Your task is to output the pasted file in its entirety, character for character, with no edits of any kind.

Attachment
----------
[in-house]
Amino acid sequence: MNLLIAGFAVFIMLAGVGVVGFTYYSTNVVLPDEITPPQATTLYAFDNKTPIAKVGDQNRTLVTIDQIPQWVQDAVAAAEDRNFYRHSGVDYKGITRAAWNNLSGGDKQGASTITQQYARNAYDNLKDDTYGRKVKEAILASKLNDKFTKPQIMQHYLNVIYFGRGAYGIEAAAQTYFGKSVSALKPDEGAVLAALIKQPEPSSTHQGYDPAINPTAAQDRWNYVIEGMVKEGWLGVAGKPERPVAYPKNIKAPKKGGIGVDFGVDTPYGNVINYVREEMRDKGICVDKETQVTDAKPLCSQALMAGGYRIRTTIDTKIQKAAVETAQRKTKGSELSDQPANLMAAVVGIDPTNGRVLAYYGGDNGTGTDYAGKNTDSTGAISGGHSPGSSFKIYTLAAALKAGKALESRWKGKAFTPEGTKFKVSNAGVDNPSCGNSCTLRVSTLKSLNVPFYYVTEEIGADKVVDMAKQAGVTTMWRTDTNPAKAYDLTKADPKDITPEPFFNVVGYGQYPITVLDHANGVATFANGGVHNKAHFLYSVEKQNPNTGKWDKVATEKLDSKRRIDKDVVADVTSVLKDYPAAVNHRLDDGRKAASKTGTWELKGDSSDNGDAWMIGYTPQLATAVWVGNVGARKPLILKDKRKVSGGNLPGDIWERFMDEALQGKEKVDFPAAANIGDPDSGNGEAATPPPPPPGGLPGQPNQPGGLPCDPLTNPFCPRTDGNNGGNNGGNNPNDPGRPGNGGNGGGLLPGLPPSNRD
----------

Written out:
[in-house]
Amino acid sequence: MNLLIAGFAVFIMLAGVGVVGFTYYSTNVVLPDEITPPQATTLYAFDNKTPIAKVGDQNRTLVTIDQIPQWVQDAVAAAEDRNFYRHSGVDYKGITRAAWNNLSGGDKQGASTITQQYARNAYDNLKDDTYGRKVKEAILASKLNDKFTKPQIMQHYLNVIYFGRGAYGIEAAAQTYFGKSVSALKPDEGAVLAALIKQPEPSSTHQGYDPAINPTAAQDRWNYVIEGMVKEGWLGVAGKPERPVAYPKNIKAPKKGGIGVDFGVDTPYGNVINYVREEMRDKGICVDKETQVTDAKPLCSQALMAGGYRIRTTIDTKIQKAAVETAQRKTKGSELSDQPANLMAAVVGIDPTNGRVLAYYGGDNGTGTDYAGKNTDSTGAISGGHSPGSSFKIYTLAAALKAGKALESRWKGKAFTPEGTKFKVSNAGVDNPSCGNSCTLRVSTLKSLNVPFYYVTEEIGADKVVDMAKQAGVTTMWRTDTNPAKAYDLTKADPKDITPEPFFNVVGYGQYPITVLDHANGVATFANGGVHNKAHFLYSVEKQNPNTGKWDKVATEKLDSKRRIDKDVVADVTSVLKDYPAAVNHRLDDGRKAASKTGTWELKGDSSDNGDAWMIGYTPQLATAVWVGNVGARKPLILKDKRKVSGGNLPGDIWERFMDEALQGKEKVDFPAAANIGDPDSGNGEAATPPPPPPGGLPGQPNQPGGLPCDPLTNPFCPRTDGNNGGNNGGNNPNDPGRPGNGGNGGGLLPGLPPSNRD